(THIS ARTICLE IS MACHINE TRANSLATED by Google from Norwegian)
It is six o'clock in the morning when fisherman Abdullah al-Hissi tries to get the engine in his fiberglass boat to start today's trip outside the only port in Gaza. The 76 year-old fisherman still feels confident that he will have more luck with him than the iconic Santiago, the hero of Ernest Hemingway's short novel The old man and the sea. Santiago spent 80 days in his boat without catching a single fish.
Dreams of open waters. Gaza fishermen may be similar to Santiago, but while he had the entire Atlantic Ocean as his fishing ground, Abdullah and his friends can't go further than four nautical miles off the coast: This is closely watched by the Israeli Navy.
A few decades ago, fishermen in Gaza were able to go five times as far, hauling hundreds of kilos of bros and sea bass from the depths of the Mediterranean. Today, a typical day catch can be just a few kilos of small sardines.
But the sad conditions for Abdullah and his fishing colleagues could look quite different if there was a port approved by the Israeli government og allowed for fishermen from Gaza to use. "If we had that opportunity, we could have fish for tons of fish. Maybe we could even do export and import and earn far more than we do today, ”says Abdullah.
Israeli Transport, Intelligence and Atomic Energy Minister Yisrael Katz is seeking support for an unexpected proposal that could give Gaza long-awaited access to a proper port and which would still be under Israeli control. According to the proposal, which has an estimated cost limit of $ 534 billion, this potential port facility will cover XNUMX acres, and include power plants and desalination plants. It will all be built on an artificial island about five kilometers from the Gaza coast. The controversial port is thought to be linked to Gaza with a bridge, and is scheduled to be supplemented by a brand new airport at a later date.
There is no need for international forces in this situation – the only thing we want is fish.
“We want to be recognized as worthy people. We do our job, just like fishermen and workers in Jordanian and Egyptian ports. There is no need for international forces in this situation – the only thing we want is fish, ”says Abdullah, an avid supporter of the proposal. "We must find a way to deter Hamas while making life easier for the Palestinians. But this port will remain an airspace if Hamas prefers rockets and underground tunnel networks, ”says Yisrael Katz.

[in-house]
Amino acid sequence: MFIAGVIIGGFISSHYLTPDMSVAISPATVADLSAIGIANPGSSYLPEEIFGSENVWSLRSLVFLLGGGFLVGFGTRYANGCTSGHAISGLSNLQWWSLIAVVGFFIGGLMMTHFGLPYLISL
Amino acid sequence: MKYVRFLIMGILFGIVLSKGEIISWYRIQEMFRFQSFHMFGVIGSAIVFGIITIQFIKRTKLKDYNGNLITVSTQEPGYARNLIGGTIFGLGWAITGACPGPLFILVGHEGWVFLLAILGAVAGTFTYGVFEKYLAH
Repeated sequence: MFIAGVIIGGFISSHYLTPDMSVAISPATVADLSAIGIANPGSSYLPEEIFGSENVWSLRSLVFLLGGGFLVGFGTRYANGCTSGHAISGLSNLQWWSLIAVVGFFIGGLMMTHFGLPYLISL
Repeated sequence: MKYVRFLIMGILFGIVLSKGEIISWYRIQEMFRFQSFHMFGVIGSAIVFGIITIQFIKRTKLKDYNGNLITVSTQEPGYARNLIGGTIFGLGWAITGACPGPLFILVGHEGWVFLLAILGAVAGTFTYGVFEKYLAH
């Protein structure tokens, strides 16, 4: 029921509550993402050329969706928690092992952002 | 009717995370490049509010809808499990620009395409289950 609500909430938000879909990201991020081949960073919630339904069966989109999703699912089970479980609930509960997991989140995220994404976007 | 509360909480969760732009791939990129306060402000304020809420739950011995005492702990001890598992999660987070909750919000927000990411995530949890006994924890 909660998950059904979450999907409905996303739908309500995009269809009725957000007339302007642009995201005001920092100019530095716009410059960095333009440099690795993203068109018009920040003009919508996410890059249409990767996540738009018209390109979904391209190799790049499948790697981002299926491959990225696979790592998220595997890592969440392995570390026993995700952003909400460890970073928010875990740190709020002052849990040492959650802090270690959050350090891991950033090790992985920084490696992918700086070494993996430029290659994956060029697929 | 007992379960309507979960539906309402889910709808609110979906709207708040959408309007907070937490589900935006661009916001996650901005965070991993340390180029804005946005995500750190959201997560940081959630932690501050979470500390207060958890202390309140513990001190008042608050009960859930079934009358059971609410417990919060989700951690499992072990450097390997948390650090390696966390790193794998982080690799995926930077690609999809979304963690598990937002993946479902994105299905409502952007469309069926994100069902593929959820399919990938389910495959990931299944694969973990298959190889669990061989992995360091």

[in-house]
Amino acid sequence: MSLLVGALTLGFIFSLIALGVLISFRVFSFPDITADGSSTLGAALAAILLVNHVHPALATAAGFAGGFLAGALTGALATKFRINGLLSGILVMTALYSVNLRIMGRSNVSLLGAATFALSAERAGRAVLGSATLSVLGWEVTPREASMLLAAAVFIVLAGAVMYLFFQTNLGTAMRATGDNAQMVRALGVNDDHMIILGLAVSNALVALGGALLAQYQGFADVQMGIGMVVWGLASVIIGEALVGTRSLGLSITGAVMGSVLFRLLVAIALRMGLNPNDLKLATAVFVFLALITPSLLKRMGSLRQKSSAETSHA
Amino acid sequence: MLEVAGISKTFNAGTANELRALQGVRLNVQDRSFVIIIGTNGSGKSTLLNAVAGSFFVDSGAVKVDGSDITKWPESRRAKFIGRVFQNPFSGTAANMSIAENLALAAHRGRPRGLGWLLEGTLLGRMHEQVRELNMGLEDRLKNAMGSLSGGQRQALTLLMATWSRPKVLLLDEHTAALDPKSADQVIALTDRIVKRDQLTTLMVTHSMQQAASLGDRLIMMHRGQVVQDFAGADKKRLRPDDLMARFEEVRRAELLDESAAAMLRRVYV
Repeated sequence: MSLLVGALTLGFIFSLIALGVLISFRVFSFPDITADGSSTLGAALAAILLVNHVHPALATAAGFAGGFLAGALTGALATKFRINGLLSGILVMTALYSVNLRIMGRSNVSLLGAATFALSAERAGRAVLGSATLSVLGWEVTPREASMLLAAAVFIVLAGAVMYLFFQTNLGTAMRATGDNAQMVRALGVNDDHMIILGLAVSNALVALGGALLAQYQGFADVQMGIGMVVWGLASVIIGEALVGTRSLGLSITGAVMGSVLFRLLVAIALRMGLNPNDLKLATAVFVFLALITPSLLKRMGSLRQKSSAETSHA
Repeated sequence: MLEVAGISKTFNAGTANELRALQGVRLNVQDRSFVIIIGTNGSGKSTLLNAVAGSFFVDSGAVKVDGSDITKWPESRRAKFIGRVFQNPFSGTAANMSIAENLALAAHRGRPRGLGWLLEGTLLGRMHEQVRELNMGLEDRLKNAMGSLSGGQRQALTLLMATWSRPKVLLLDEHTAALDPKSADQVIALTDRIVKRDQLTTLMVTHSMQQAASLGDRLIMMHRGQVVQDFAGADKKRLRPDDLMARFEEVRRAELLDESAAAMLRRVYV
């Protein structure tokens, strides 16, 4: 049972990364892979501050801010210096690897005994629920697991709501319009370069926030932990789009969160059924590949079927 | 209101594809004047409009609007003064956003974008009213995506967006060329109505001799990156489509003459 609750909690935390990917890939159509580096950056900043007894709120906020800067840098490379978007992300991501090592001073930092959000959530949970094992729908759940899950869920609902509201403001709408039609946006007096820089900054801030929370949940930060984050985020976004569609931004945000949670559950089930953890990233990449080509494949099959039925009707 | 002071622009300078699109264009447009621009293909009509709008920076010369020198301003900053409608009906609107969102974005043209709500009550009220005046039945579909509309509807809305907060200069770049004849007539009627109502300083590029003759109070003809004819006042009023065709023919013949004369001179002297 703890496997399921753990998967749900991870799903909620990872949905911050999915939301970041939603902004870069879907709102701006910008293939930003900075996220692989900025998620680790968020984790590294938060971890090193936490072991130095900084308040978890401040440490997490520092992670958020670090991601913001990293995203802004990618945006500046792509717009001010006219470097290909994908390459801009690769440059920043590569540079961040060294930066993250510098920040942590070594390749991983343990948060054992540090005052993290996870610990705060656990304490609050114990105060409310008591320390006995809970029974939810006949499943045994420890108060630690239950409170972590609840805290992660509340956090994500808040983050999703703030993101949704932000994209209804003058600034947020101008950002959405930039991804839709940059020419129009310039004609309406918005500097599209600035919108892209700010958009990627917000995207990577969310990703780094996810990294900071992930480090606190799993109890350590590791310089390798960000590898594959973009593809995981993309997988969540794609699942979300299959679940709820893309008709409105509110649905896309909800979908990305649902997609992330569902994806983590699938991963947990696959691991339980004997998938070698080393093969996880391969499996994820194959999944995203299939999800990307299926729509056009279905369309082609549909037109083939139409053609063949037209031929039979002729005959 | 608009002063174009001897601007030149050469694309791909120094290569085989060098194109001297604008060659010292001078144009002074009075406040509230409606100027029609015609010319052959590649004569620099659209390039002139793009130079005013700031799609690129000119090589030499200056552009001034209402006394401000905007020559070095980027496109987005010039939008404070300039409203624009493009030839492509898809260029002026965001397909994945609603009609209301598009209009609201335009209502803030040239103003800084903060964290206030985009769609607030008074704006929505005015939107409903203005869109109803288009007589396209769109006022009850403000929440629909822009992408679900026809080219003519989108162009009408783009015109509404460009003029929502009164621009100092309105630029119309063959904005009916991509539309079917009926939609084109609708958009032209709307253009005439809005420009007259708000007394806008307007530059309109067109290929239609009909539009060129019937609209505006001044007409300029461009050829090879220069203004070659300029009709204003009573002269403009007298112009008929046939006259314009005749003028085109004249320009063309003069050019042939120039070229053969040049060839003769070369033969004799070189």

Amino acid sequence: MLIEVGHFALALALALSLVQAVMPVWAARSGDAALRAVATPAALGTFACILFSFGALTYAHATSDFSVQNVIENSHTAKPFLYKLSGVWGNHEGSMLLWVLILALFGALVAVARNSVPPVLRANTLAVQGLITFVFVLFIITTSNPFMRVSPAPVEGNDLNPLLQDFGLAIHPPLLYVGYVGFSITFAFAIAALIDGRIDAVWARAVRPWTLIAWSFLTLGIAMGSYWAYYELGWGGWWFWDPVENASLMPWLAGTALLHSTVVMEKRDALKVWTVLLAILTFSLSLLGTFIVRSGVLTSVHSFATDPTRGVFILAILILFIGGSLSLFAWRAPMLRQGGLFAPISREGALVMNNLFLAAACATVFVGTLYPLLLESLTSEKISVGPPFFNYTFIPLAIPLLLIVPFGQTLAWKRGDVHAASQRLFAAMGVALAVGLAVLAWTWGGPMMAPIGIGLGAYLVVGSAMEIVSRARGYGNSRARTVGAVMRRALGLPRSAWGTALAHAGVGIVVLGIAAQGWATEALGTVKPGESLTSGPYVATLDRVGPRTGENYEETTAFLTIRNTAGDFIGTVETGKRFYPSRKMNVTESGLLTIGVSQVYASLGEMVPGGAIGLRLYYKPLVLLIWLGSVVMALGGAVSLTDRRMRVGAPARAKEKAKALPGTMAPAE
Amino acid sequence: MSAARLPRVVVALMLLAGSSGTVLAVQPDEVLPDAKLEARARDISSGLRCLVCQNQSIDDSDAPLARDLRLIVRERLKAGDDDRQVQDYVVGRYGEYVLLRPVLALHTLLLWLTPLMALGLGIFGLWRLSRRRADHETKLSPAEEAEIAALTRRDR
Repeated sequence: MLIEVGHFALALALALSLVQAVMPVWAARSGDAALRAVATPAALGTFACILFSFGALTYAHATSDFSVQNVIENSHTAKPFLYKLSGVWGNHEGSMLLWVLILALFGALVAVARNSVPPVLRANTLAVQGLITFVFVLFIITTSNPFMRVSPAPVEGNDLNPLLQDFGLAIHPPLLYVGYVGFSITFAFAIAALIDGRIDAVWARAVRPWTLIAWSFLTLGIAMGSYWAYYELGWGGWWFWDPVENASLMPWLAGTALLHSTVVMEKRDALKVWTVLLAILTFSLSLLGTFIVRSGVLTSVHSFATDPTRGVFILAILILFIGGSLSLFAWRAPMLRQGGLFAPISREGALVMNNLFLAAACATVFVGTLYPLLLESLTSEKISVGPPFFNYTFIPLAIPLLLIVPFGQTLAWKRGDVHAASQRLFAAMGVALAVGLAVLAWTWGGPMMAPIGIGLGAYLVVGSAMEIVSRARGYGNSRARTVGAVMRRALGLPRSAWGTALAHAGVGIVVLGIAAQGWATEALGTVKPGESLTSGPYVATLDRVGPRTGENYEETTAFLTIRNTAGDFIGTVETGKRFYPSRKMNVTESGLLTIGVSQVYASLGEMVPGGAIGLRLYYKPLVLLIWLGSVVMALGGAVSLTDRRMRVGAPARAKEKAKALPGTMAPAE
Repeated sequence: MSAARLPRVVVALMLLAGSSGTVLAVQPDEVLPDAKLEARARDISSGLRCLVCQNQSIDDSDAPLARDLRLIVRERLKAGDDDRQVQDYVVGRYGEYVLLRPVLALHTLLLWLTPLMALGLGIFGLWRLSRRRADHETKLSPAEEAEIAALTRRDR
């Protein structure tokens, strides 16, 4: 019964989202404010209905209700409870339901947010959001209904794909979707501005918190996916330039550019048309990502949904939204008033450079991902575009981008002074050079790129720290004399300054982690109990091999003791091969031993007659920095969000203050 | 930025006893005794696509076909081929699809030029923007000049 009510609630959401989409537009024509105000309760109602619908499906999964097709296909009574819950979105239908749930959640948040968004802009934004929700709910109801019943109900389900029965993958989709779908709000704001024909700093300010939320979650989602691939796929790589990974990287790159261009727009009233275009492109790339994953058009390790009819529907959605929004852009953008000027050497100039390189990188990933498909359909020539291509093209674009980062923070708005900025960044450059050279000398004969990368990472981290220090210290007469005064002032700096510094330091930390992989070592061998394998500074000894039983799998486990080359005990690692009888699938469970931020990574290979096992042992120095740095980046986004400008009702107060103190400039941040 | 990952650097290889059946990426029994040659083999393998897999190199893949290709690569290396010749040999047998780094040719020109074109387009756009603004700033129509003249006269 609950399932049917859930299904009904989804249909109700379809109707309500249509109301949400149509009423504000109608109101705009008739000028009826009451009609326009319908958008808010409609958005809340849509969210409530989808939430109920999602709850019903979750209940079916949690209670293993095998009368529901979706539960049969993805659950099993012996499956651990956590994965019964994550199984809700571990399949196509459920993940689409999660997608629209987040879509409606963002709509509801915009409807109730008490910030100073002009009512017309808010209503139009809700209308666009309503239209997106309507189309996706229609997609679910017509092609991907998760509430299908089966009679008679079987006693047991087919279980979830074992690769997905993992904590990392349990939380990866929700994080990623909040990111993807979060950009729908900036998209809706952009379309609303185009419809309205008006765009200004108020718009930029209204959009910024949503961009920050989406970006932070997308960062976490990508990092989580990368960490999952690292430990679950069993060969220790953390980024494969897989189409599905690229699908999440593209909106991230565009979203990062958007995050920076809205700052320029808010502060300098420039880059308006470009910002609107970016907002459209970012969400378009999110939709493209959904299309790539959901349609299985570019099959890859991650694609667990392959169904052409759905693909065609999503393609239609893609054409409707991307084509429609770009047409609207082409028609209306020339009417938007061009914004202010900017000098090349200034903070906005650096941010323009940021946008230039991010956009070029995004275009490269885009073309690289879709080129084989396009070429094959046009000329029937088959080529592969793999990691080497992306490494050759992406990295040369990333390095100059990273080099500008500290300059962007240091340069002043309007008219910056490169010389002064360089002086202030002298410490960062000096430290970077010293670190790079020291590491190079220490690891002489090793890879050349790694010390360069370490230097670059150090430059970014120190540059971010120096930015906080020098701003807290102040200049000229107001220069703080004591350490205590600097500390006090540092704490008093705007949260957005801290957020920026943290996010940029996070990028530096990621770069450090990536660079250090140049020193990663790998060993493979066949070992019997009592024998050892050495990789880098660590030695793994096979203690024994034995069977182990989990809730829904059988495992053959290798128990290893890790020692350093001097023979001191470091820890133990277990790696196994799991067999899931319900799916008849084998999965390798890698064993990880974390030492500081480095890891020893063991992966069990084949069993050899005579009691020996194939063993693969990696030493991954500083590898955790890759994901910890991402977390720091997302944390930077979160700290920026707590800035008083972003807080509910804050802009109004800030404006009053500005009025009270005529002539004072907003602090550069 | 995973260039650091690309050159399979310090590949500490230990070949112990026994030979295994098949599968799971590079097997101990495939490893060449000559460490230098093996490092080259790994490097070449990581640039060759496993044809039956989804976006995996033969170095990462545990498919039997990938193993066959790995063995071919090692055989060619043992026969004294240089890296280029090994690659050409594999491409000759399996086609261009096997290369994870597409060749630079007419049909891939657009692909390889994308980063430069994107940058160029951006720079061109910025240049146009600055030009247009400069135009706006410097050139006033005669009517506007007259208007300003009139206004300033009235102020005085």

Negotiations with Hamas. This proposed port is the result of a seven-week conflict that killed hundreds of people during the 2014 war. Hazem Qassem, Hamas spokesman, does not think they would find it appropriate to use such a port for smuggling – as long as the port serves humanitarian purposes. He states that they already have what it takes to provide weapons and other goods to the area.
"The Palestinian Authority (PA) has been secretly working to prevent Hamas from gaining Israeli acceptance of the plans since the talks in Cairo in 2014, because the PA is against any attempt to create a political victory for Hamas," Qassem told Ny. Time.
Egypt was the backer of the Cairo talks and played an important role in ensuring that Hamas did not achieve anything based on their association with the Muslim Brotherhood – which in Egypt is classified as a terrorist organization. The discussion of important demands from Hamas, such as the construction of both the port and the airport in Gaza, was postponed to a later phase of the negotiations. This phase would start a month after the ceasefire came into force. But the Cairo talks, which represented both Israel and Hamas, were not concluded until a short time ago.
Palestinian economist Omar Shaban believes that the idea of a port can be realistic, but only if it includes some form of international oversight. Israel wants security, but this security must also be in the interests of the Palestinians and the entire region. It must replace ever-changing conflicts in the area, which usually occur every two or three years.